Jump to content
Search Community

"+=n" vs "+n"

Dave Stewart test
Moderator Tag

Warning: Please note

This thread was started before GSAP 3 was released. Some information, especially the syntax, may be out of date for GSAP 3. Please see the GSAP 3 migration guide and release notes for more information about how to update the code to GSAP 3's syntax. 

Recommended Posts

Hi Jack,


Was just wondering why we need to write "+=100" rather than just "+100".


(This is going to be "one of those" posts)


I looked through the TweenMax docs, and there wasn't one example where a value passed as a string wasn't relative. So my assumption would be that string values would always be relative


I threw my assumptions

See the Pen Gjoap by davestewart (@davestewart) on CodePen

and it looks like string values consisting of only numbers, such as "100" are parsed to numbers, so absolute, not relative.


String values consisting of "-=" or "+=" such as "+=100" are calculated relatively.


But what about string values consisting of leading "-" or "+" symbols, such as "+100" ? Parsed to 0.


So my thoughts are, what about assuming signed strings are relative, and allowing the developer to optionally drop the "=" ?



// existing absolute
TweenMax.to(el, 1, {x:100});
TweenMax.to(el, 1, {y:'100'});

// existing relative
Tweenmax.to(el, 1, {x:'+=100'});
TweenMax.to(el, 1, {y:'-=100'});

// proposed relative
TweenMax.to(el, 1, {x:'+100'});
TweenMax.to(el, 1, {y:'-100'});

The only issue would be if someone was passing negative strings such as "-100" in existing code, which would be cast to a Number, I think, by TweenPlugin._addTween().


This is the backwards-compatibility flaw in my carefully thought-out plan. But then one has to question why a developer would be passing strings as numbers in the first place.


Anyhoo, it would make it just that little bit easier to write and read multiple sequential tweens.






Link to comment
Share on other sites

Hi Dave,


Thanks for the thoughtful suggestion. 


IMHO I think it would be too confusing as these tweens would have different results

//assuming the pre-tween left is 500px

TweenMax.to(el, 1, {left:'-100'});//relative ends at 400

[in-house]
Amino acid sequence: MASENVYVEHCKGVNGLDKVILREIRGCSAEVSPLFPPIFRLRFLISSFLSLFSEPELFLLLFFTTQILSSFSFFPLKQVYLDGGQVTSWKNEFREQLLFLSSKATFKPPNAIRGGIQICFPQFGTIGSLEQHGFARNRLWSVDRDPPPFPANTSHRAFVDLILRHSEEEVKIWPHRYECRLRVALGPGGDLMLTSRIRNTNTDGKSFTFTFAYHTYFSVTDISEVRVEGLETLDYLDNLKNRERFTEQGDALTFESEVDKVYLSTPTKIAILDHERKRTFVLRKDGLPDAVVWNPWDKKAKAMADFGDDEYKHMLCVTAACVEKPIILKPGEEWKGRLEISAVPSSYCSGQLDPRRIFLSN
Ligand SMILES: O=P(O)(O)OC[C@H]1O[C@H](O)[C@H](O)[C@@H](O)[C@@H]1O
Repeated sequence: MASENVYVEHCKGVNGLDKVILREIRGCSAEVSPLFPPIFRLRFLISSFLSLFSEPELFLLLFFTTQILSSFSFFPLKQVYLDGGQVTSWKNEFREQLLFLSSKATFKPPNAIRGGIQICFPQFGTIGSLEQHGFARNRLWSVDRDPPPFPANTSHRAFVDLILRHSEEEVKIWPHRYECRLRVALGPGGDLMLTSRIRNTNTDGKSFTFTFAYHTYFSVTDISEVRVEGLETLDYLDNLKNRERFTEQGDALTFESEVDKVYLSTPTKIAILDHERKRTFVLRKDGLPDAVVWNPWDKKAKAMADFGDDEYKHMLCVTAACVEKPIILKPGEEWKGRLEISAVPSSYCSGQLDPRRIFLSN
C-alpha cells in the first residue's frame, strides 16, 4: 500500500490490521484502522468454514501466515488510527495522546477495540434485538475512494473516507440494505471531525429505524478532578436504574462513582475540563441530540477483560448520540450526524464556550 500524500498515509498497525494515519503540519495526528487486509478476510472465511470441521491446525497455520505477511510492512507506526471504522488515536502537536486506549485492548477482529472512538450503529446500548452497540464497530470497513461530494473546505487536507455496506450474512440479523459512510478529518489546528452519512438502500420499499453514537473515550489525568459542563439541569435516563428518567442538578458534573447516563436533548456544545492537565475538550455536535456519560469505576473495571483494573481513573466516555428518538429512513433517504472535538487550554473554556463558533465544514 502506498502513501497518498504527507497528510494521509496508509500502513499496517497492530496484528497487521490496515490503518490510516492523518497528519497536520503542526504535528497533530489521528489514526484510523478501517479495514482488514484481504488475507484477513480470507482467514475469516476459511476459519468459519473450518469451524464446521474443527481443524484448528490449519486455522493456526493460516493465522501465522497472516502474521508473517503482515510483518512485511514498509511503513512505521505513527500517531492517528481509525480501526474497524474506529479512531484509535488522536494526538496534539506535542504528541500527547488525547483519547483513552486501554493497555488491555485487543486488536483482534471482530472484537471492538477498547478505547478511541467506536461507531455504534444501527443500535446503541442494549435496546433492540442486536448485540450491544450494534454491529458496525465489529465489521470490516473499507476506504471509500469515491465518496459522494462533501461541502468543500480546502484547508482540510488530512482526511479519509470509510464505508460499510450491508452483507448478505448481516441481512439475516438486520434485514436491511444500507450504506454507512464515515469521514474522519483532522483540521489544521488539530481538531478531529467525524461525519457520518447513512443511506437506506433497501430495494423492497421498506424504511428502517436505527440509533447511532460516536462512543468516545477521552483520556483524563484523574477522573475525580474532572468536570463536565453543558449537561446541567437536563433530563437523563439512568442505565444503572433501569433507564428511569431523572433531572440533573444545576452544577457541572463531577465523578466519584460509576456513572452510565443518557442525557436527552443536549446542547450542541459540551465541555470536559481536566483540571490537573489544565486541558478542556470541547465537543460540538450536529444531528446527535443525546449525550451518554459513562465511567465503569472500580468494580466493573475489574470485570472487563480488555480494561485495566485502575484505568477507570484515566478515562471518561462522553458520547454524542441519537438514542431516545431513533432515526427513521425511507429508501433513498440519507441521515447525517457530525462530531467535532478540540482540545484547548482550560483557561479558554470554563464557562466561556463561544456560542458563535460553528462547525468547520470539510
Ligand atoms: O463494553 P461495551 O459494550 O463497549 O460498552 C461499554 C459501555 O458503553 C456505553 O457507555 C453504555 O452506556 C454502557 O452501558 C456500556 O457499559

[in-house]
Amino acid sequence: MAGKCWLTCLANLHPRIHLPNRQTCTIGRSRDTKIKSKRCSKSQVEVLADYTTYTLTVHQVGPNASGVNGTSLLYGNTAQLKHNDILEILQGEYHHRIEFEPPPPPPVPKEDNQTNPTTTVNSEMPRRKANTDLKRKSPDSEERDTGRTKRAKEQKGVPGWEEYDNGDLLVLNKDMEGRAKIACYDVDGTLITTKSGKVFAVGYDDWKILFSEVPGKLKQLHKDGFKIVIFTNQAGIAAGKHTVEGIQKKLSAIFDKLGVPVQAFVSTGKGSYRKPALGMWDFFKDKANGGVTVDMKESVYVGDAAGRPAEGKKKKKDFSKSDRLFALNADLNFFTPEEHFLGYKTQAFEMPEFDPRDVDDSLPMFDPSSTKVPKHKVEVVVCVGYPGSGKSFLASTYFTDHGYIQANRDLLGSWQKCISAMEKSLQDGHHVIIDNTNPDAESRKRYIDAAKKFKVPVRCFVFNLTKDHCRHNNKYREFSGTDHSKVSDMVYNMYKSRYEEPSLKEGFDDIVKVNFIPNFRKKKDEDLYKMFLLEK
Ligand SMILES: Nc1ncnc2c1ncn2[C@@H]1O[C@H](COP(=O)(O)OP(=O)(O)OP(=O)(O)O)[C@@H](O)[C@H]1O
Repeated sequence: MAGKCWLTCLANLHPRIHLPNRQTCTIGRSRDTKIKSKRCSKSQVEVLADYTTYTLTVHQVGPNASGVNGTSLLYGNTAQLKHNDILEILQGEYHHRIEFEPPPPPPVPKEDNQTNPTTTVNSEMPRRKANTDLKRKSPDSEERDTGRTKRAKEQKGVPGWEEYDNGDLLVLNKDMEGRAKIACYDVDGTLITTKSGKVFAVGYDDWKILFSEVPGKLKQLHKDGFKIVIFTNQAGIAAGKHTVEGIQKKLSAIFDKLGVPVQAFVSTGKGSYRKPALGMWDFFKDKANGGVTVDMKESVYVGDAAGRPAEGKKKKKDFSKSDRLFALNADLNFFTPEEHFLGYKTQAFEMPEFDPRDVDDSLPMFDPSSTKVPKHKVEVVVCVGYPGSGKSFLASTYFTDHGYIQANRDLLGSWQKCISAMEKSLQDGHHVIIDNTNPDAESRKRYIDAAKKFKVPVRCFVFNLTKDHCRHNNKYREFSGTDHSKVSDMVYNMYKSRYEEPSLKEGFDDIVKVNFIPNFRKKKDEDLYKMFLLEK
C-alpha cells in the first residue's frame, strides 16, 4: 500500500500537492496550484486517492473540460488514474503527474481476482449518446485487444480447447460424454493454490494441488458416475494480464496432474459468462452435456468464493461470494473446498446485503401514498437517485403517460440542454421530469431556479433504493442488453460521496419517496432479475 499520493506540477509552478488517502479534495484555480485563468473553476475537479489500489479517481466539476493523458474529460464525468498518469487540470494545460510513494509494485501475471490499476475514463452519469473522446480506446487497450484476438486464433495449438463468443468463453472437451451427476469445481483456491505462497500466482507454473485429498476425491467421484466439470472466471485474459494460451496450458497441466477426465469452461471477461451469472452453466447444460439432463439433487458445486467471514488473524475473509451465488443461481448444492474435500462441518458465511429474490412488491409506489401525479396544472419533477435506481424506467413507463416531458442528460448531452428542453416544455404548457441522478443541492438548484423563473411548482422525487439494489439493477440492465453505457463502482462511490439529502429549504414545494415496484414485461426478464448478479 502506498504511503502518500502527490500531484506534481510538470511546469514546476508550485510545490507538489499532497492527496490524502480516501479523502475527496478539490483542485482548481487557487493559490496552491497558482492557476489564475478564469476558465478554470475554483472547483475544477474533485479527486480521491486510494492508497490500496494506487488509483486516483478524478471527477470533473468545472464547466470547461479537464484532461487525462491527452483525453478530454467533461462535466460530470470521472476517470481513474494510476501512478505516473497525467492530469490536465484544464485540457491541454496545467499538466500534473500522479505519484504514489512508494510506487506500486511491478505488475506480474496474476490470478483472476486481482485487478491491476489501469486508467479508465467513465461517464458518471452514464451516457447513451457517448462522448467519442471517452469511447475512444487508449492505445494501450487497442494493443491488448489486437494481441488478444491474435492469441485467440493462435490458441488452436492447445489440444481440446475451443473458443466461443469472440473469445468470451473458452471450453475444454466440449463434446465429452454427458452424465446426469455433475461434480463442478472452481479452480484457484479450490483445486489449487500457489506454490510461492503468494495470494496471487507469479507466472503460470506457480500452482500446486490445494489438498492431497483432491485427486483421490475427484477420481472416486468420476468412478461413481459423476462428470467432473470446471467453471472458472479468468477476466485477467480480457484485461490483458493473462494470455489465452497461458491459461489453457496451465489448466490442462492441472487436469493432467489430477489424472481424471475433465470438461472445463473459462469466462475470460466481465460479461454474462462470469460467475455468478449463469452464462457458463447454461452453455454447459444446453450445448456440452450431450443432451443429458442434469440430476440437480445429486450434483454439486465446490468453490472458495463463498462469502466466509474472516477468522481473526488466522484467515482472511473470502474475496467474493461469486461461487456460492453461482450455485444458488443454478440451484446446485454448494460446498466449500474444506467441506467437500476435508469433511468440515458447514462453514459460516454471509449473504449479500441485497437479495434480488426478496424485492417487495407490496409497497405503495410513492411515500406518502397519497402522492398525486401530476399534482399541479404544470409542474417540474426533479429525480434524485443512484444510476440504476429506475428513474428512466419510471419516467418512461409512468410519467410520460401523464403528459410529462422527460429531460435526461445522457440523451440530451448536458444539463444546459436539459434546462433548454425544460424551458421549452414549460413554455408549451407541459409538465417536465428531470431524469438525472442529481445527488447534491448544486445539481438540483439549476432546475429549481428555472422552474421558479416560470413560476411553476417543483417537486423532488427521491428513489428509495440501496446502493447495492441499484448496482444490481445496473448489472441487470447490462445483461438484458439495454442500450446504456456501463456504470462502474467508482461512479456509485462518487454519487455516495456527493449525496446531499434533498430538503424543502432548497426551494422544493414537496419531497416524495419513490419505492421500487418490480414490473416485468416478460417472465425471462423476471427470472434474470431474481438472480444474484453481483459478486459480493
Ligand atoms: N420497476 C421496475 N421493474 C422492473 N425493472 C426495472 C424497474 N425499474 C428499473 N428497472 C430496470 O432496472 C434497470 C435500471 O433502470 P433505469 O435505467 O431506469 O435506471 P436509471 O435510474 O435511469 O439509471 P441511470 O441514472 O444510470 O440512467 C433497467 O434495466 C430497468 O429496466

TweenMax.to(el, 1, {left:'-100px'});//absolute ends at -100

I think its better to stay consistent with the "+=" and "-=" than to have people deal with remembering that the behavior changes when they specify the units. 


Although "+=" and "-=" require more typing, I feel that they more clearly establish the developer's intent.


Thanks again for the suggestion. Please let me know if I misunderstood something or if you need more explanation.

  • Like 4
Link to comment
Share on other sites

Yup, the Getting Started Guide discusses how to specify units


You can even define properties that are not generally tweenable and GSAP will apply the property for you (like position:”absolute” or borderStyle:”solid”). It is typically a good idea to define a unit of measurement (like “24px” instead of “24″ or “50%” rather than “50″) but the default in most cases is pixels (px), so you can omit the unit if you prefer. And even if the unit of measurement doesn’t match the current one, GSAP will attempt to convert them for you. So, for example, you could tween a width from “50%” to “200px”.


Link to comment
Share on other sites

Yep, in addition to Carl's excellent point about units, there are a few other things to keep in mind:

  1. The "+=" and "-=" are somewhat universally recognized as relative. jQuery uses that as do many other libraries.
  2. When quickly reading through code, I think it's much more likely that people will recognize "-=100" as relative than '-100'.
  3. Some values need to be strings even if you're not defining units. For example, clip:"rect(0, 0, -100, 0)" which is very different than clip:"rect(0, 0, -=100, 0)". 
  4. Some people parse JSON files and feed those values in to tweens they create, and JSON values are typically read in as Strings (which has nothing to do with GSAP of course). If we implemented your suggestion, it would force people to always wrap numeric values in parseFloat() or parseInt() or Number(). That could get annoying because they'd have to inspect each value to know what it's supposed to be ("is this property supposed to be numeric? Does it have a suffix? Is it complex like clip:rect(....)?")
  • Like 2
Link to comment
Share on other sites

Sure. It makes sense to use this in the wider context of units.


It's kinda difficult to glean everything from some of the rather long WordPress-themed pages, in this case namely that strings are required to declare units, rather than just relativity.


Thanks for the input.

Link to comment
Share on other sites

PS. Having written the xJSFL selectors library, I know what it is like to parse complex user-provided symbolic references!




And in the same vein as your clip() example above, here's an example of numeric ranges within attributes:




Having a flexible yet reliable syntax is key.

Link to comment
Share on other sites

Create an account or sign in to comment

You need to be a member in order to leave a comment

Create an account

Sign up for a new account in our community. It's easy!

Register a new account

Sign in

Already have an account? Sign in here.

Sign In Now
  • Recently Browsing   0 members

    • No registered users viewing this page.
  • Create New...